UK and Ireland confirmed as joint hosts of Euro 2028
The Turkey-Italy bid for 2032 was also formally approved on Tuesday
The UK and Ireland’s bid to host Euro 2028 has been formally approved, UEFA has announced.
Ten stadia across the five nations will host the matches in five years’ time, with analysts projecting a three billion euro (£2.6bn) boost to the host nation economies on the back of the tournament.
The bid was unopposed after Turkey withdrew to focus on a joint bid for the 2032 finals alongside Italy, and it was given the official seal of approval by UEFA’s executive committee on Tuesday morning.
Wembley is set to host the final – and potentially both semi-finals – with the other English venues included in April’s final bid submission being the Tottenham Hotspur Stadium, the Etihad Stadium, Villa Park, St James’ Park and Everton’s new ground at Bramley-Moore Dock.
Cardiff’s Principality Stadium, Hampden Park in Glasgow, Dublin’s Aviva Stadium and a redeveloped Casement Park in Belfast will also host matches.
All five nations are expected to go through qualification for the tournament, with UEFA understood to be reserving two host nation places for any of the teams which do not make it on merit.
The UK-Ireland bid would have been the overwhelming favourite to host Euro 2028 even if Turkey had remained in the race. Senior UEFA sources have repeatedly stressed the importance of hosting another European Championship in a major market – following on from Euro 2024 in Germany – as essential to boosting UEFA’s finances in the wake of the Covid-19 pandemic.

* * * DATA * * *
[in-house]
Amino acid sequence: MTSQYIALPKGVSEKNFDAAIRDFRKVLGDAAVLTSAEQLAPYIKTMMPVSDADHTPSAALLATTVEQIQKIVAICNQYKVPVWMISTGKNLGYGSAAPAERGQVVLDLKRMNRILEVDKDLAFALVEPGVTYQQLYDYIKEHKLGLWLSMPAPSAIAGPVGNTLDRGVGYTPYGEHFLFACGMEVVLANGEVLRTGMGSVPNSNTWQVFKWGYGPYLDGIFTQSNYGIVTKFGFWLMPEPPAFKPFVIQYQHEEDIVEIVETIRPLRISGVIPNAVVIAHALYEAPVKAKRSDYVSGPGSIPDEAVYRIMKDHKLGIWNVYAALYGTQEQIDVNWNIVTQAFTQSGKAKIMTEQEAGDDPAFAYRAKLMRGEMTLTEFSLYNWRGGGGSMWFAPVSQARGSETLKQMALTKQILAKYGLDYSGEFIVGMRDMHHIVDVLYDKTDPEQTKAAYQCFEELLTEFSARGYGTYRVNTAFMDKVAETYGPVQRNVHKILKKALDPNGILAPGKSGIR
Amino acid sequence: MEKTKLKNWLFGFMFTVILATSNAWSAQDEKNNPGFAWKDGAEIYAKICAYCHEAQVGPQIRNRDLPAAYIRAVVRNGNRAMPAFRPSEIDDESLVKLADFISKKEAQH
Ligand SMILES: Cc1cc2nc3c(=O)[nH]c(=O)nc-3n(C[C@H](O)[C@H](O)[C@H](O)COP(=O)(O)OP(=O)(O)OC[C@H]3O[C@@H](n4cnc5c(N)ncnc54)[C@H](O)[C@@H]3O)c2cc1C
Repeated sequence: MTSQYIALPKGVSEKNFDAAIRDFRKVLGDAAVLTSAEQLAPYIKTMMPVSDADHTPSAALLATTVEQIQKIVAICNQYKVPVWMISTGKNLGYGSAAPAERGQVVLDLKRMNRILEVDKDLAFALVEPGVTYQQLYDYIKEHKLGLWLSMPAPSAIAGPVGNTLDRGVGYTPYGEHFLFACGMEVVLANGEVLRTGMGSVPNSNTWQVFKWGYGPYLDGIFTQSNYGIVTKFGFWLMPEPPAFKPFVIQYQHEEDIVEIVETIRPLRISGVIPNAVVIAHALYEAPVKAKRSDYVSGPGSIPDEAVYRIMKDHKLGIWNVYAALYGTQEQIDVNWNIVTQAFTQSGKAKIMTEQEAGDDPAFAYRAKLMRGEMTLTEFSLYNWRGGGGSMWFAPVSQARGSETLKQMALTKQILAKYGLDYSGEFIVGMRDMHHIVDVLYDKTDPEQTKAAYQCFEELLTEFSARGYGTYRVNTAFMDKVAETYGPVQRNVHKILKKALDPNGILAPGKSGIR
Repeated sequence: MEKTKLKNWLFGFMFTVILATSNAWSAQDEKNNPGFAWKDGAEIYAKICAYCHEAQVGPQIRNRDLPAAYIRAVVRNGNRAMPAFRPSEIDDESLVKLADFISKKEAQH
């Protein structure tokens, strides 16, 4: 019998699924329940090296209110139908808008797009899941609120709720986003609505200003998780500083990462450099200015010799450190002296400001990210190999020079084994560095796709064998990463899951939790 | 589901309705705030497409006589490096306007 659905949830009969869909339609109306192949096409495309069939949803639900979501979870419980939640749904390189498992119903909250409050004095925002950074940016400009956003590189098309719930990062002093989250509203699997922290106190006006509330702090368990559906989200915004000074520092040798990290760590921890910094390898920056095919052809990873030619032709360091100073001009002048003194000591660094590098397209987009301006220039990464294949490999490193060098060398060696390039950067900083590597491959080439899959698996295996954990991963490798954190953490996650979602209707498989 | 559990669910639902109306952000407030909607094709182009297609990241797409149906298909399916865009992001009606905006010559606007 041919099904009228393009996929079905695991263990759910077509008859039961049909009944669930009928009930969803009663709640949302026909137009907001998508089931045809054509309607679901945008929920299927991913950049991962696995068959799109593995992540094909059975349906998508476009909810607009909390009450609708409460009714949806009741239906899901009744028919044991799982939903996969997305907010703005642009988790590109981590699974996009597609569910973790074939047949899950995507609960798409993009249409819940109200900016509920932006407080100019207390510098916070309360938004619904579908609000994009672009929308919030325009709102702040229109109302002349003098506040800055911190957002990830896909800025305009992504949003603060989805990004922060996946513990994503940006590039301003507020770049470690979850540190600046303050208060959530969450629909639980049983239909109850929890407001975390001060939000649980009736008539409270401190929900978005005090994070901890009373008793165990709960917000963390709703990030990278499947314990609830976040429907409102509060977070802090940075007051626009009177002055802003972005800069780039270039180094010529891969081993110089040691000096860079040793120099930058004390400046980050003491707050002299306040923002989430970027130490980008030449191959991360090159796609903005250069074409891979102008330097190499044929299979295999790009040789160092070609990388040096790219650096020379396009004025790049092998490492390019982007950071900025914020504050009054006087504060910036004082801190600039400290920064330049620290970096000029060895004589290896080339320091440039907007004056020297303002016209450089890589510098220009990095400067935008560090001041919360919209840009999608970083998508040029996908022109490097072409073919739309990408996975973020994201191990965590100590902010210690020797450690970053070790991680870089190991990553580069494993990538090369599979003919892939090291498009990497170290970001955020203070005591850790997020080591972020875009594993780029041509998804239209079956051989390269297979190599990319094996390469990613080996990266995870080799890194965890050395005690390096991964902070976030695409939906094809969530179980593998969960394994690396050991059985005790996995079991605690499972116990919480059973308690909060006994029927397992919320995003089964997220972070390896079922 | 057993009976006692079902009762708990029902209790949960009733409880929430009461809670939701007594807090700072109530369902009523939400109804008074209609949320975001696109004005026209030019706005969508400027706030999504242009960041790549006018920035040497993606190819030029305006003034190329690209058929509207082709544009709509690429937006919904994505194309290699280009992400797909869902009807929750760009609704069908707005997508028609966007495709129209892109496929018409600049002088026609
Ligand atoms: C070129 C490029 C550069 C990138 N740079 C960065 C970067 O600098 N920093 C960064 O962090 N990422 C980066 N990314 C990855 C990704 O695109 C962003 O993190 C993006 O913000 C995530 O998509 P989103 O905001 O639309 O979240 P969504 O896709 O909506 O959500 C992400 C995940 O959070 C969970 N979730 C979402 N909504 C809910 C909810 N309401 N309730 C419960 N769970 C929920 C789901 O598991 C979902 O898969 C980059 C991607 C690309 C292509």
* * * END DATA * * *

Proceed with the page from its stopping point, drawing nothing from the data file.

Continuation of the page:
There will still be issues for the bid team to resolve over the next five years however – with agreement still to be reached on who will fund the redevelopment of Casement Park.
Plans for a 34,000 stadium have been delayed by legal challenges and are further complicated by the lack of a functioning Executive at Stormont.
Costs have also risen from an original estimate of £77.5million to more than £100m. The GAA is part-funding the project but has not reached an agreement with Stormont over where the remainder will come from.
Tuesday’s decision means England will be involved in hosting a Euros for a third time. They hosted alone in Euro 96 and were one of 11 countries involved in staging the continent-wide Euro 2020.
The UK and Ireland associations first announced they were focusing on a bid for Euro 2028 in February last year.
It had been expected that they would bid for the centenary World Cup in 2030 but Football Association chief executive Mark Bullingham admitted at the time there were “many areas of uncertainty” with doing so, leading to the switch in focus.
Published: by Radio NewsHub